Although this case was decided by the Federal Court of Appeal just after the close of the federal fiscal year, this decision has important implications for the actions of the agencies issuing Notices of Violations and on the powers of the Tribunal in the review of such Notices. Mr. Vorobyov brought into Canada an undeclared lotion for his feet. The CBSA found it upon inspection of his luggage and decided that the lotion was an animal product and, as a result, issued a Notice of Violation with a monetary penalty of $800 under the Health ofAnimal Regulations. In the alternative to seeking a review by the Tribunal of the Notice of Violation, Mr. Vorobyov requested a review of this decision before the Minister. Several months later, the Minister of Public Safety issued a decision upholding the validity of the NOV. Mr. Vorobyov then sought a review of the Minister’s review. Following decisions it had made in two earlier cases, the Tribunal held that the Notice of Violation was invalid, as the legislation provided that the minister to conduct such reviews be the Minister of Agriculture and Agri-Food. On this basis, the Tribunal declared the Notice of Violation to be null and void. The CBSA sought judicial review of this decision. The Federal Court of Appeal upheld the Tribunal’s finding that the Minister of Public Safety was without legal authority to conduct first instance reviews of Notices of Violation. However, the Federal Court of Appeal directed the Tribunal that it (the Tribunal) lacked the jurisdictional power to declare a Notice of Violation null and void. As a result, the Federal Court of Appeal ordered the Tribunal to remit the request for review to the Minister specified in the legislation, that is, the Minister of Agriculture and Agri-Food, in order for this Minister to make the first instance decision regarding the validity of the NOV initially given to Mr. Vorobyov.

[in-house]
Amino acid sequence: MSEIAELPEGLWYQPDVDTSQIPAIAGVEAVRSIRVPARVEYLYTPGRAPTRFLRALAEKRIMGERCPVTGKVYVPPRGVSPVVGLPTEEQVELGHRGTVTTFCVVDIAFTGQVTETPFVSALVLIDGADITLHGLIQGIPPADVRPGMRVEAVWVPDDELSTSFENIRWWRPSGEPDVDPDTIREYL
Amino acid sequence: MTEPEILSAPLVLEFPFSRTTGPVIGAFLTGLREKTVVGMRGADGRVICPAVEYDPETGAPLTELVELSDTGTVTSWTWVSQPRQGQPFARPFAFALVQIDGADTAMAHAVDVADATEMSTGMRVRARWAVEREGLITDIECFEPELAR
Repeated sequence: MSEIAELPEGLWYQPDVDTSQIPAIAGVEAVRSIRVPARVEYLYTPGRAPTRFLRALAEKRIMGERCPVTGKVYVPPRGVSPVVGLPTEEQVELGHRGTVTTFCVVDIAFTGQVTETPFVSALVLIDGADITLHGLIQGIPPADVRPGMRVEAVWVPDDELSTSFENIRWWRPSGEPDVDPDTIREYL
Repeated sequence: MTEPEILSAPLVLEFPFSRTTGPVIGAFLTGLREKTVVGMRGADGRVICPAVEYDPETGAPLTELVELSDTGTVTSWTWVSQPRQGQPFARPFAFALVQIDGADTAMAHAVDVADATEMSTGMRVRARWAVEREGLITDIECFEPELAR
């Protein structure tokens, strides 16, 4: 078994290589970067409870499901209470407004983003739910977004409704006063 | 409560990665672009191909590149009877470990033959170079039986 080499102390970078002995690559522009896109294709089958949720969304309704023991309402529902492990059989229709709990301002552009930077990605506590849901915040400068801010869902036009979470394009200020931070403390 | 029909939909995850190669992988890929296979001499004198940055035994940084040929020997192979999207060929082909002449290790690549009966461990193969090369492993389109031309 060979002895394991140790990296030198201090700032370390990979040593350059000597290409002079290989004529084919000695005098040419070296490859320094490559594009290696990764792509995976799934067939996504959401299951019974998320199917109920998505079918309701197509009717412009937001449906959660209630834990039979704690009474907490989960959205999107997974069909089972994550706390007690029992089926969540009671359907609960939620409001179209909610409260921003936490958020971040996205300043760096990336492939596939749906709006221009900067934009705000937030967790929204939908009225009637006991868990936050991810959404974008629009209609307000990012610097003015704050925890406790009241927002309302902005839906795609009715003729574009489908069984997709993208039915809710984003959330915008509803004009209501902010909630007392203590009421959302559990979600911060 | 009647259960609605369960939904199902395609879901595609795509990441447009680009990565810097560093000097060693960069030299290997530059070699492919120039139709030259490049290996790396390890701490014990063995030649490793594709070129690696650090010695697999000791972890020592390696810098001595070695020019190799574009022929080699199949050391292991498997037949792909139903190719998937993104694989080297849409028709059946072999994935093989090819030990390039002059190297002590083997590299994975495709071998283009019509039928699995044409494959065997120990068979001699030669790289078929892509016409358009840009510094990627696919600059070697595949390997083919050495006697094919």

Managing Registry Services, Operations and Administration

Streamlining at the Tribunal